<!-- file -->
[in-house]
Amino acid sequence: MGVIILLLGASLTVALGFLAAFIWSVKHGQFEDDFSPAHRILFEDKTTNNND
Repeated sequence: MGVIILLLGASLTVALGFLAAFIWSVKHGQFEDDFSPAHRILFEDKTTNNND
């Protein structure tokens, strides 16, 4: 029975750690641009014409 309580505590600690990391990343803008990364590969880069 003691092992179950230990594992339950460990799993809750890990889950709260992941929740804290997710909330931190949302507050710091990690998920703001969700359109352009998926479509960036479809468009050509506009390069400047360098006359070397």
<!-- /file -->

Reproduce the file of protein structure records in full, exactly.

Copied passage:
[in-house]
Amino acid sequence: MGVIILLLGASLTVALGFLAAFIWSVKHGQFEDDFSPAHRILFEDKTTNNND
Repeated sequence: MGVIILLLGASLTVALGFLAAFIWSVKHGQFEDDFSPAHRILFEDKTTNNND
């Protein structure tokens, strides 16, 4: 029975750690641009014409 309580505590600690990391990343803008990364590969880069 003691092992179950230990594992339950460990799993809750890990889950709260992941929740804290997710909330931190949302507050710091990690998920703001969700359109352009998926479509960036479809468009050509506009390069400047360098006359070397």